Plant pathologist at the Bainbridge Island preserve is in charge of one of the largest public moss gardens in North America.
What do you do? I manage the moss garden at the Bloedel Reserve [on Bainbridge Island — one of the largest public moss gardens in North America]. I’m also a plant pathologist, managing the health of the plants in the garden by diagnosing problems and developing treatment. … Moss grows really well in our mild and wet Pacific Northwest climate. Mosses fascinate me for many reasons; they are particularly interesting because despite being small and delicate, they rival or even exceed the drought tolerance of desert plants — and moss species grow on every continent, including Antarctica.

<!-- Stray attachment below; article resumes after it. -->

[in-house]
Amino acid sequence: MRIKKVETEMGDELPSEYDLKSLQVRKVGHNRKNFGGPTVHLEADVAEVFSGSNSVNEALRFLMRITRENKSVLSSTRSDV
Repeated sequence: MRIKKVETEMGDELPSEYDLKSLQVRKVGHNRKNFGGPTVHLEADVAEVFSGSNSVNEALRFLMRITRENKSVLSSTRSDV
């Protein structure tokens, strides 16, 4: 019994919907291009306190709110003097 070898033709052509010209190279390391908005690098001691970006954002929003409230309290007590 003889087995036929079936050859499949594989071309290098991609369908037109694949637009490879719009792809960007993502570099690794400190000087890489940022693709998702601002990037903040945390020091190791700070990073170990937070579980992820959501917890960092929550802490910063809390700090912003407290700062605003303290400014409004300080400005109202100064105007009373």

How did you get started in that field? I’ve loved plants since I was a kid. In college, it was natural that I pursued degrees in horticulture [bachelor’s] and botany [master’s]. When a job opened at Bloedel Reserve, I took it and the rest is history.
What’s a typical day like? Every day is variable in terms of actual work. Typically, we try to do the noisy work (mowers, leaf blowers, etc.) before we open. We work to keep the grounds beautiful.
What is the best part of the job? Working outdoors in an office filled with trees, moss and fresh air.
What surprises people about your work? I find that visitors are more often envious of my job than surprised by anything.